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Sergei Bobrovsky last line of defense for Team Russia

Goaltender faces challenge of shutting down Team Canada in World Cup semifinals

by Tom Gulitti @TomGulittiNHL / Staff Writer

TORONTO -- Team Russia faces a daunting task in the semifinals of the World Cup of Hockey 2016.

Team Canada, its opponent at Air Canada Centre on Saturday (7 p.m. ET; ESPN2, CBC, TVA Sports) includes nine Stanley Cup winners, four Hart Trophy winners and two Vezina Trophy winners.

Twelve of the 23 players on its roster were part of Canada's gold medal-winning team at the 2014 Sochi Olympics. In fact, Canada took home gold at the past two Olympics and has won 13 consecutive games overall in best-against-best competition dating back to the 2010 Vancouver Games, including a 7-3 trouncing of Russia in the quarterfinals.

Throw in that, as the host team, Team Canada will have the backing of a partisan crowd of more than 19,000 and Team Russia knows it will need something special to win this game and advance to the best-of-3 final.

"It's definitely a huge challenge," goaltender Sergei Bobrovsky said Friday. "They've got great players and it's going to be very interesting."

Video: FIN@RUS: Bobrovsky denies Granlund on the doorstep

As Team Russia's last line of defense, it will ultimately be up to Bobrovsky to stop a loaded lineup that includes Sidney Crosby, Jonathan Toews, John Tavares, Ryan Getzlaf, Corey Perry, Logan Couture and a host of others. As defenseman Nikita Zaitsev said, "He's the most important player on our team."

Bobrovsky, 28, has shouldered the load well so far in the World Cup. The 6-foot-2, 199-pound native of Novokuznetsk, Russia, stopped 91 of the 96 shots he faced in Team Russia's three preliminary-round games. He has a .948 save percentage, a 1.68 goals-against average and one shutout.

Bobrovsky made 43 saves, including 18 in the third period, against speedy Team North America to keep Team Russia alive for a semifinal berth with a 4-3 victory on Monday. He followed that with a 21-save shutout in a 3-0 win against Team Finland on Thursday that clinched second place in Group B and a trip to the semifinals.

"If your goalie makes key saves, it's always important to help your team. You feel confidence," defenseman Andrei Markov said. "He's doing a great job and, hopefully, he's going to do the same [on Saturday]."

Bobrovsky entered training camp as the favorite to win the No. 1 job because he had played for coach Oleg Znarok at the past three World Championships and helped Russia win medals in each. He's validated the coaching staff's confidence in him with his play in the World Cup.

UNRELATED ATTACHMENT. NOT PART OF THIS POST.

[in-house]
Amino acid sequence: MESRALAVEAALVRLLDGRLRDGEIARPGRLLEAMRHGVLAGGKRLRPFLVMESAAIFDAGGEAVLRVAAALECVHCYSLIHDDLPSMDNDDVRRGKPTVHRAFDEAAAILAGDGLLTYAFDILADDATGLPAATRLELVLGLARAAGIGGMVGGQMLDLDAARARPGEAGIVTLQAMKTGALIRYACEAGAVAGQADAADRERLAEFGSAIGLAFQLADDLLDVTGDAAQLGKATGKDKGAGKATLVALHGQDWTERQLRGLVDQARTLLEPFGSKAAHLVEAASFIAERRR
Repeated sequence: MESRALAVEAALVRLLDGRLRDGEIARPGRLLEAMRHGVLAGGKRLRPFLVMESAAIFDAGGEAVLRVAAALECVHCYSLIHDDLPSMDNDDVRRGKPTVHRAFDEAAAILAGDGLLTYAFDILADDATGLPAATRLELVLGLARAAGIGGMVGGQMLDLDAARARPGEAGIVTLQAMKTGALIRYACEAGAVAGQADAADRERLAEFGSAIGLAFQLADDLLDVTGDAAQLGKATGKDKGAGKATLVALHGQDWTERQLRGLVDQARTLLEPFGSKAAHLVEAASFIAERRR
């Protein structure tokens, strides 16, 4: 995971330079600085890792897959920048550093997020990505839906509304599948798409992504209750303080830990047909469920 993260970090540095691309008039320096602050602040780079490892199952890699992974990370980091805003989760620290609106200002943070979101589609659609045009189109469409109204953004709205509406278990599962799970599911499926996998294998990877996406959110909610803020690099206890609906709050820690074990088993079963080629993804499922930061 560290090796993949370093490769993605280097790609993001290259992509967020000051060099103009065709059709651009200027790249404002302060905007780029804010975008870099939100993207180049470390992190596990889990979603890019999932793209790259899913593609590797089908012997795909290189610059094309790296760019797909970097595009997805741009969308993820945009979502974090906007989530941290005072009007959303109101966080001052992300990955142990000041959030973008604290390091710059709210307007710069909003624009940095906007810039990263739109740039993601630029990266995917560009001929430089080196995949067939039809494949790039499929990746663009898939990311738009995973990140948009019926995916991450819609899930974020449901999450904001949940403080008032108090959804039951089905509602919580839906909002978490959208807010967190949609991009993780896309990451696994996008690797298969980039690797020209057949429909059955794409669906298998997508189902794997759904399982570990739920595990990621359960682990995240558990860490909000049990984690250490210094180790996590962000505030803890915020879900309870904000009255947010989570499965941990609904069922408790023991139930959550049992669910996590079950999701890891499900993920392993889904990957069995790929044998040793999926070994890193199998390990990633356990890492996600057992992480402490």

"All he needs to do is play as well as he did before, as well as [Thursday], too," assistant coach Harijs Vitolinsh said.

Bobrovsky is coming off a frustrating season with the Columbus Blue Jackets; he was limited to 37 games by chronic groin issues and went 15-19-1. His 2.75 GAA and .908 save percentage were his worst since the 2011-12 season with the Philadelphia Flyers.

Video: RUS@NAT: Bobrovsky keeps the puck out to seal 4-3 win

After changing his workout routine this summer and working with the Blue Jackets' new strength and conditioning consultant, Nelson Ayotte, Bobrovsky is healthy now and it's evident in his play.

"I had some tough times, obviously, but I feel great right now," he said. "I feel mentally ready and ready physically. … You believe in your body, you know that you can rely on your body and you know that everything works in the proper way."

Bobrovsky's play in the World Cup has served as a reminder of when won the Vezina Trophy in 2012-13 with the Blue Jackets. That season, he went 21-11-6, with a 2.00 GAA, a .932 save percentage and four shutouts. But Bobrovsky tries not to dwell too much on the past.

"I don't like to compare the feelings," he said. "I feel really good. I feel good physically. I feel good mentally. It's all about the process. You have some experience in the past, so you move on every day."

Team Canada saw how good Bobrovsky can be in a World Cup pretournament game against Team Russia on Sept. 14 in Pittsburgh. Bobrovsky made 45 saves to keep Team Russia in the game before Team Canada won 3-2 in overtime.

"He's a very athletic goalie," Tavares said. "He just doesn't give up on any puck. He may not seem like a big guy, but he actually covers a lot more net than you think. He battles, he's quick, so you've got to make sure that you bear down and you don't over-hesitate or overthink it."

Bobrovsky downplayed the relevance of that pretournament game to their semifinal showdown.

"I think it's going to be a way different game," he said. "The expectations, the pressure is way bigger for both of the teams and it's going to be a different game."

There is pressure on Team Russia to succeed in this tournament after it failed to win a medal in the past three Olympics, including a disappointing quarterfinal loss to Finland as the host team in the 2014 Sochi Games. Just getting to the World Cup semifinals was an accomplishment for Team Russia because it didn't get that far in the past two Olympics.

But just getting to the semifinals isn't enough for Bobrovsky.

"Obviously, it's a good result that we move on with the best four teams," he said. "The biggest challenge is in front of us and w

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